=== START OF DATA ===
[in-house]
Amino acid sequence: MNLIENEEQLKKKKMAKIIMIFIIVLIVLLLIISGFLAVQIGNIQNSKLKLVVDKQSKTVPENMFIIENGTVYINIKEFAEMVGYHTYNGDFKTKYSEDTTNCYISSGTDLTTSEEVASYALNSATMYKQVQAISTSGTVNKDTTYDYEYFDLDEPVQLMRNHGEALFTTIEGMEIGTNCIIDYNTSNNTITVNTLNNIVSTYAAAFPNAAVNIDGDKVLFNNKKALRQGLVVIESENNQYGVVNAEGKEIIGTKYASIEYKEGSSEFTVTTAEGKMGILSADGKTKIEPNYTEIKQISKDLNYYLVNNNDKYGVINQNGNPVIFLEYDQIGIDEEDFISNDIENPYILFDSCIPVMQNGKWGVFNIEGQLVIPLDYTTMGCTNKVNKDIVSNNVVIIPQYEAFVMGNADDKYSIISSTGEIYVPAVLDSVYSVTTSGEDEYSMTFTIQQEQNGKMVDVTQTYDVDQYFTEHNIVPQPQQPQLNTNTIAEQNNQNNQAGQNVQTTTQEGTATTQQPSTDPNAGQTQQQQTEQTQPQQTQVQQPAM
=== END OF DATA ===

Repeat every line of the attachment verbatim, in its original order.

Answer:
[in-house]
Amino acid sequence: MNLIENEEQLKKKKMAKIIMIFIIVLIVLLLIISGFLAVQIGNIQNSKLKLVVDKQSKTVPENMFIIENGTVYINIKEFAEMVGYHTYNGDFKTKYSEDTTNCYISSGTDLTTSEEVASYALNSATMYKQVQAISTSGTVNKDTTYDYEYFDLDEPVQLMRNHGEALFTTIEGMEIGTNCIIDYNTSNNTITVNTLNNIVSTYAAAFPNAAVNIDGDKVLFNNKKALRQGLVVIESENNQYGVVNAEGKEIIGTKYASIEYKEGSSEFTVTTAEGKMGILSADGKTKIEPNYTEIKQISKDLNYYLVNNNDKYGVINQNGNPVIFLEYDQIGIDEEDFISNDIENPYILFDSCIPVMQNGKWGVFNIEGQLVIPLDYTTMGCTNKVNKDIVSNNVVIIPQYEAFVMGNADDKYSIISSTGEIYVPAVLDSVYSVTTSGEDEYSMTFTIQQEQNGKMVDVTQTYDVDQYFTEHNIVPQPQQPQLNTNTIAEQNNQNNQAGQNVQTTTQEGTATTQQPSTDPNAGQTQQQQTEQTQPQQTQVQQPAM